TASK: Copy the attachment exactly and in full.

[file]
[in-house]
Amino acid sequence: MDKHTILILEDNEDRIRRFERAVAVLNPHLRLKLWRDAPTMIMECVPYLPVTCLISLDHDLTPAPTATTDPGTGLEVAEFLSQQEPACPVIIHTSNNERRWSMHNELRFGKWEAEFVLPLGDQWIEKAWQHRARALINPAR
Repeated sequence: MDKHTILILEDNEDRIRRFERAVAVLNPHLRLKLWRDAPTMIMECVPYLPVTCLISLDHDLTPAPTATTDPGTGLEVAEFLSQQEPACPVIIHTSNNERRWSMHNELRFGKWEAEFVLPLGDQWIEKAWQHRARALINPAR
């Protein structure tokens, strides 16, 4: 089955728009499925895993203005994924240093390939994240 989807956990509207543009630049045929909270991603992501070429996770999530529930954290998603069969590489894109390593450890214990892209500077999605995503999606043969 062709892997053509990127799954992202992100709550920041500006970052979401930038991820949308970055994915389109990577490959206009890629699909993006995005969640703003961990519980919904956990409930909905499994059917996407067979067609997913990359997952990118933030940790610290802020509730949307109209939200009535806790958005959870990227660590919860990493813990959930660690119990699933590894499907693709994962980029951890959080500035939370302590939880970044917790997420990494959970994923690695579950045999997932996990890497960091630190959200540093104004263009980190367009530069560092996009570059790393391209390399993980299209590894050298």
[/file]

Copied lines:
[in-house]
Amino acid sequence: MDKHTILILEDNEDRIRRFERAVAVLNPHLRLKLWRDAPTMIMECVPYLPVTCLISLDHDLTPAPTATTDPGTGLEVAEFLSQQEPACPVIIHTSNNERRWSMHNELRFGKWEAEFVLPLGDQWIEKAWQHRARALINPAR
Repeated sequence: MDKHTILILEDNEDRIRRFERAVAVLNPHLRLKLWRDAPTMIMECVPYLPVTCLISLDHDLTPAPTATTDPGTGLEVAEFLSQQEPACPVIIHTSNNERRWSMHNELRFGKWEAEFVLPLGDQWIEKAWQHRARALINPAR
């Protein structure tokens, strides 16, 4: 089955728009499925895993203005994924240093390939994240 989807956990509207543009630049045929909270991603992501070429996770999530529930954290998603069969590489894109390593450890214990892209500077999605995503999606043969 062709892997053509990127799954992202992100709550920041500006970052979401930038991820949308970055994915389109990577490959206009890629699909993006995005969640703003961990519980919904956990409930909905499994059917996407067979067609997913990359997952990118933030940790610290802020509730949307109209939200009535806790958005959870990227660590919860990493813990959930660690119990699933590894499907693709994962980029951890959080500035939370302590939880970044917790997420990494959970994923690695579950045999997932996990890497960091630190959200540093104004263009980190367009530069560092996009570059790393391209390399993980299209590894050298």